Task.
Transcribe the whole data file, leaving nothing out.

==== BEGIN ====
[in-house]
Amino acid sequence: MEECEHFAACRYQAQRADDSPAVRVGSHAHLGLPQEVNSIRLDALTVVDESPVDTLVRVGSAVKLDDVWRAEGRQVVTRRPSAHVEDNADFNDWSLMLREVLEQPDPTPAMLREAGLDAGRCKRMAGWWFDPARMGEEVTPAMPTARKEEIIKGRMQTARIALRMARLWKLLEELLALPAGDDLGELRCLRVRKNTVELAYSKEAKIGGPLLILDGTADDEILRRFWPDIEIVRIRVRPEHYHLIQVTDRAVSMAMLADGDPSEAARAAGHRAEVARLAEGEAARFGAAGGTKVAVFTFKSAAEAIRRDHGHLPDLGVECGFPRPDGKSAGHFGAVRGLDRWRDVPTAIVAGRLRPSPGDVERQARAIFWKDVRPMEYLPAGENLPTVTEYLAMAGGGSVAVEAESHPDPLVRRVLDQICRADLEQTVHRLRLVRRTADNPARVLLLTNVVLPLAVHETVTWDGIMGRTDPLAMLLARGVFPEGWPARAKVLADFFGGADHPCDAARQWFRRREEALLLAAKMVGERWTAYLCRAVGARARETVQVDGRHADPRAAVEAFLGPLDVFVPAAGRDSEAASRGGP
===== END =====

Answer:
[in-house]
Amino acid sequence: MEECEHFAACRYQAQRADDSPAVRVGSHAHLGLPQEVNSIRLDALTVVDESPVDTLVRVGSAVKLDDVWRAEGRQVVTRRPSAHVEDNADFNDWSLMLREVLEQPDPTPAMLREAGLDAGRCKRMAGWWFDPARMGEEVTPAMPTARKEEIIKGRMQTARIALRMARLWKLLEELLALPAGDDLGELRCLRVRKNTVELAYSKEAKIGGPLLILDGTADDEILRRFWPDIEIVRIRVRPEHYHLIQVTDRAVSMAMLADGDPSEAARAAGHRAEVARLAEGEAARFGAAGGTKVAVFTFKSAAEAIRRDHGHLPDLGVECGFPRPDGKSAGHFGAVRGLDRWRDVPTAIVAGRLRPSPGDVERQARAIFWKDVRPMEYLPAGENLPTVTEYLAMAGGGSVAVEAESHPDPLVRRVLDQICRADLEQTVHRLRLVRRTADNPARVLLLTNVVLPLAVHETVTWDGIMGRTDPLAMLLARGVFPEGWPARAKVLADFFGGADHPCDAARQWFRRREEALLLAAKMVGERWTAYLCRAVGARARETVQVDGRHADPRAAVEAFLGPLDVFVPAAGRDSEAASRGGP